IEInternals

A look at Internet Explorer from the inside out. @EricLaw left Microsoft in 2012, but was named an IE MVP in '13 & an IE userAgent (http://useragents.ie) in '14

Forcing Internet Explorer To Forget To Not Remember

Forcing Internet Explorer To Forget To Not Remember

  • Comments 40

All joking aside, last fall, I wrote about the variety of reasons why Internet Explorer might not offer to remember your password on a web form. As I mentioned then, you will not be re-prompted to save your password if you’ve previously declined to store the password for this username on this page by clicking “No” in the prompt:

Clicking No will prevent IE from storing this username/password combination

Internally, this “No” is stored as an entry (“Do not remember any passwords for Username=Eric for url=whatever”) in the Password List. Note: Data is stored as a list because you may have more than one username/password pair for a given page.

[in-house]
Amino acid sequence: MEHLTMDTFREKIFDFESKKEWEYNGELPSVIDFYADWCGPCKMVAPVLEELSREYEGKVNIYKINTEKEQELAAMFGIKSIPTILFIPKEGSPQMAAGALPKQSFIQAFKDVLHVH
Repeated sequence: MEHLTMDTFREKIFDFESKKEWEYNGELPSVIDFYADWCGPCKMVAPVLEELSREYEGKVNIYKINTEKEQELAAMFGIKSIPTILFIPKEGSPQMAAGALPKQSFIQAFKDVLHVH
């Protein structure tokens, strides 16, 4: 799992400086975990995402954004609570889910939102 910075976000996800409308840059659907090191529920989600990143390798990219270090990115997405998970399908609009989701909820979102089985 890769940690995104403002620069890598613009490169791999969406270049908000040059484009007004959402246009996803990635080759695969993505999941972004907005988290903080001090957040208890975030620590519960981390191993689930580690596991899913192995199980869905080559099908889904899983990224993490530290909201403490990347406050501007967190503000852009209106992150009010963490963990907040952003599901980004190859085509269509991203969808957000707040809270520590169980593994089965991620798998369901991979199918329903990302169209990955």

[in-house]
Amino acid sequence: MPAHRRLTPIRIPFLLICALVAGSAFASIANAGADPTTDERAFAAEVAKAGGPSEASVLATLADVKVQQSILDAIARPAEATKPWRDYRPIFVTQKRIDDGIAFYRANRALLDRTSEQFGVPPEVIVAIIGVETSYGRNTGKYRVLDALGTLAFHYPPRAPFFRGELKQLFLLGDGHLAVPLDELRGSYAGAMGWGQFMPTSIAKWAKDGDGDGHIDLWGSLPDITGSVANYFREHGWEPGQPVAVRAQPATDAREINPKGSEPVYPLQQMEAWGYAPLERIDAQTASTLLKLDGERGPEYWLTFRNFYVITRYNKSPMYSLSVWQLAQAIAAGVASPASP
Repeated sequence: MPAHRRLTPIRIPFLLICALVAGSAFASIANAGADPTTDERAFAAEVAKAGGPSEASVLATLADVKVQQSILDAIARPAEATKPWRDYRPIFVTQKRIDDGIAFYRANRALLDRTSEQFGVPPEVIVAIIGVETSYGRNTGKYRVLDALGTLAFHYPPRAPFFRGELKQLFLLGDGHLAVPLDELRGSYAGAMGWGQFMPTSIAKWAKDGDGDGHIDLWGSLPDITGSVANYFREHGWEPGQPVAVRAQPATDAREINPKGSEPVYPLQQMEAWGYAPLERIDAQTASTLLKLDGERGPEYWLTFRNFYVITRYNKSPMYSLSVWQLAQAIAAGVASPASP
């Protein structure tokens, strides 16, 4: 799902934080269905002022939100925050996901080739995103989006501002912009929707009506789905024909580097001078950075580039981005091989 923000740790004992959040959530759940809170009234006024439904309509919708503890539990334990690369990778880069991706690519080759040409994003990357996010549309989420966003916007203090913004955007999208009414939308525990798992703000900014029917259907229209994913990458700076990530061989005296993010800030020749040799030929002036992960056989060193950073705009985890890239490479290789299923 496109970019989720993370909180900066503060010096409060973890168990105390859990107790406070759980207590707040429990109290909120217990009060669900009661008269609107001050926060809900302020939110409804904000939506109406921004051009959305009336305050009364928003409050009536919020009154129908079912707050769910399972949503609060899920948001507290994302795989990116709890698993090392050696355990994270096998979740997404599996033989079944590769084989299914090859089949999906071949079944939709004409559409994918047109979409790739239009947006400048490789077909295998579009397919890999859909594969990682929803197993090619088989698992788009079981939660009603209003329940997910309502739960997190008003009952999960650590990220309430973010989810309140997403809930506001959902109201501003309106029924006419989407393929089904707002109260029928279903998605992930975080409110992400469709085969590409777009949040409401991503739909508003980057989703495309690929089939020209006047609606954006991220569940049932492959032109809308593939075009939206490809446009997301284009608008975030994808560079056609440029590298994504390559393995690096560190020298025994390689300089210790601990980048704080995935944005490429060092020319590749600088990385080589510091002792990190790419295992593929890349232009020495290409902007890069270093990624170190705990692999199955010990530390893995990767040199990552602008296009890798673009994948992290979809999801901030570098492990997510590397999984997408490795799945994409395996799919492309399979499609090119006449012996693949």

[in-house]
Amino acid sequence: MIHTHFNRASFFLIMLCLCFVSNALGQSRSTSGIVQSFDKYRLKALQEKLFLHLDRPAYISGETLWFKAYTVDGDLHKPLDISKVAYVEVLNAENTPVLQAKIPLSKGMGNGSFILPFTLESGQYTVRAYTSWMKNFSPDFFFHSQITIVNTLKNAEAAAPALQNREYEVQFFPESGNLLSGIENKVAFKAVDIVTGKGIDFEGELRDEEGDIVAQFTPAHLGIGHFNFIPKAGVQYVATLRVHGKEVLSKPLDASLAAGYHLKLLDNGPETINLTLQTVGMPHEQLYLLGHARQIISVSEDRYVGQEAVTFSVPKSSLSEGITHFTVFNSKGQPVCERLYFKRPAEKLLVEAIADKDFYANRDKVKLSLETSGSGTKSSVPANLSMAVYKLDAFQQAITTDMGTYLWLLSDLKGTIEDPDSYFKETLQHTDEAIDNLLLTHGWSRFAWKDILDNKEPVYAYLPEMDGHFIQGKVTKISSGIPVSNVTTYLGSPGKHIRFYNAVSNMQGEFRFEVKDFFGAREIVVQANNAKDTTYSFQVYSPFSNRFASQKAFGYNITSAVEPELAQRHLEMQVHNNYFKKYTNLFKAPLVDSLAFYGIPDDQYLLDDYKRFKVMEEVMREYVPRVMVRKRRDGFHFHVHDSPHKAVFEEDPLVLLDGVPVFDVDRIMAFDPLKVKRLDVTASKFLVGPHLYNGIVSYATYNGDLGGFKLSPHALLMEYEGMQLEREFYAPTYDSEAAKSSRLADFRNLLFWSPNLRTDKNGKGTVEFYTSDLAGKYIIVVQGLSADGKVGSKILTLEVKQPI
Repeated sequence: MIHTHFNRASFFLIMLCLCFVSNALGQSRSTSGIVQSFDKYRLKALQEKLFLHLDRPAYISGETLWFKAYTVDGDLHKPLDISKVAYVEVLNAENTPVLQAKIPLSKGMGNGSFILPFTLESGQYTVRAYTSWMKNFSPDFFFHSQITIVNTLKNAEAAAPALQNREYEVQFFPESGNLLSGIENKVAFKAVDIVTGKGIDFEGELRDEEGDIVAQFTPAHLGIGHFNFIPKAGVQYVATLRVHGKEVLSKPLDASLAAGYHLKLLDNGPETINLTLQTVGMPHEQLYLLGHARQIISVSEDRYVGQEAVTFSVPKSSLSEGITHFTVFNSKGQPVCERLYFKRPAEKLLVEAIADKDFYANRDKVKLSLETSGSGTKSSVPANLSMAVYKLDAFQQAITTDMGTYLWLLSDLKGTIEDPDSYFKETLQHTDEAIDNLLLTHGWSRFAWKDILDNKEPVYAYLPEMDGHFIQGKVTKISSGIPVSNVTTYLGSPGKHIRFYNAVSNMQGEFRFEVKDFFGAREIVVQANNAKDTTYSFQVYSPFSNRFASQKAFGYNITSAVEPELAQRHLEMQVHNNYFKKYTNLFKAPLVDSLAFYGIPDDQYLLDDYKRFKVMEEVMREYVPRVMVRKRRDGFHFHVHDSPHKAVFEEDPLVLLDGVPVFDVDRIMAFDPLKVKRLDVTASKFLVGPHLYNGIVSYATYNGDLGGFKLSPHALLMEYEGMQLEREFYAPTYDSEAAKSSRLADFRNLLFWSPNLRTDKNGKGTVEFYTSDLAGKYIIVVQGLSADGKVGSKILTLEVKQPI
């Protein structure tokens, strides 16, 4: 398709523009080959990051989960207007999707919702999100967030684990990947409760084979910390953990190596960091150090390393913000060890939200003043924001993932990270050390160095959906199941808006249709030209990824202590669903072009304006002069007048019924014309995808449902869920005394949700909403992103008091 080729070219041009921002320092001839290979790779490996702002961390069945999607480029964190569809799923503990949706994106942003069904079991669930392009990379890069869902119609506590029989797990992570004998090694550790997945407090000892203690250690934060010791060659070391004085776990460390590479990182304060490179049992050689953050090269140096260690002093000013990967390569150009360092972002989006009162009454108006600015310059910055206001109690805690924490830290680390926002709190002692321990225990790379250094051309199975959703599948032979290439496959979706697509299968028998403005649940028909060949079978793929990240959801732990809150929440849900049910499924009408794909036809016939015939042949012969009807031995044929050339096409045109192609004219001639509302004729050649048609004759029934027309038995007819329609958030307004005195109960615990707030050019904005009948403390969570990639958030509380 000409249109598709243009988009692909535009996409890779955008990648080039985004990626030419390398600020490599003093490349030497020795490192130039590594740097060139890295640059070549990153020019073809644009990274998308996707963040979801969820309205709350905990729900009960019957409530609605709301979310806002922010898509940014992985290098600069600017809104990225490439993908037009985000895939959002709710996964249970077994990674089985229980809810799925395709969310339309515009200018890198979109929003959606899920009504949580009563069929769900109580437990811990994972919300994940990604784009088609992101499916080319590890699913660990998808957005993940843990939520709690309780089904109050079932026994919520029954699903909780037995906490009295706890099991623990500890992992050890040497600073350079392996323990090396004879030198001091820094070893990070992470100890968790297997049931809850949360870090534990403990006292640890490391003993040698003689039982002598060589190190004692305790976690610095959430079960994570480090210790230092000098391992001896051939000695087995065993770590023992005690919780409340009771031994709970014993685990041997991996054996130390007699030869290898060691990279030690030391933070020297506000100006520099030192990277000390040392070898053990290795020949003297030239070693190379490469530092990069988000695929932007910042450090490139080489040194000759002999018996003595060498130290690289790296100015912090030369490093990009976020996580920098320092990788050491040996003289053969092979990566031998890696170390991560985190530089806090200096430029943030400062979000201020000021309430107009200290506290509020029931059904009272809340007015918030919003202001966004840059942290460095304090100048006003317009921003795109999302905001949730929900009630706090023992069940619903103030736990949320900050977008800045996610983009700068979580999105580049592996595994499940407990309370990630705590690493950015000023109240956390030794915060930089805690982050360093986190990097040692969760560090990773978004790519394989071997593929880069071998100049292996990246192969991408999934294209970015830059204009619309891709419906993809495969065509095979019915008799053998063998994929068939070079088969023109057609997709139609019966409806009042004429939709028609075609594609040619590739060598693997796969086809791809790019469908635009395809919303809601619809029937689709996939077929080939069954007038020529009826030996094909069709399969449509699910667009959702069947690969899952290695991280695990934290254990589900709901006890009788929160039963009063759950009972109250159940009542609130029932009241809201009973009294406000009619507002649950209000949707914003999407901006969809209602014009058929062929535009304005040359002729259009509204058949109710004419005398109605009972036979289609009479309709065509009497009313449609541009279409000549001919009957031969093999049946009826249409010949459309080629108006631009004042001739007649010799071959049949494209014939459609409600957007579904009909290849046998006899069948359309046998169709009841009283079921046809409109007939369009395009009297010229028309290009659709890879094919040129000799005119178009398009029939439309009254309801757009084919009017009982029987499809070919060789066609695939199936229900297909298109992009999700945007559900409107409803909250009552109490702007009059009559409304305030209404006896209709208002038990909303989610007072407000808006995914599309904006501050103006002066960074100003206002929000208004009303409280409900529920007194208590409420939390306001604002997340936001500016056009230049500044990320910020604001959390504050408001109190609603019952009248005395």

Unfortunately, there’s no easy way to reverse your decision if you later change your mind and do want to store the password[1]. Within IE itself, the only way to reset any “Do Not Remember” decision is to wipe all of your previously-stored passwords, for all sites (using the Delete Browsing History feature).

An explanation is in order.

When storing your passwords in the registry, IE doesn’t store the URLs in plaintext. Instead, it creates a registry entry[0] named by the string-serialized SHA-1 hash of the current URL (lowercased, removing query-string and fragment). The entry’s value is the password list, encrypted by the user account's master key[3]. Therefore, the raw URL isn’t stored in the registry, and isn’t really even recoverable[2], due to the nature of hashing. That’s why Delete Browsing History’s option “Preserve Favorites website data” cannot selectively wipe only non-Favorites’ passwords.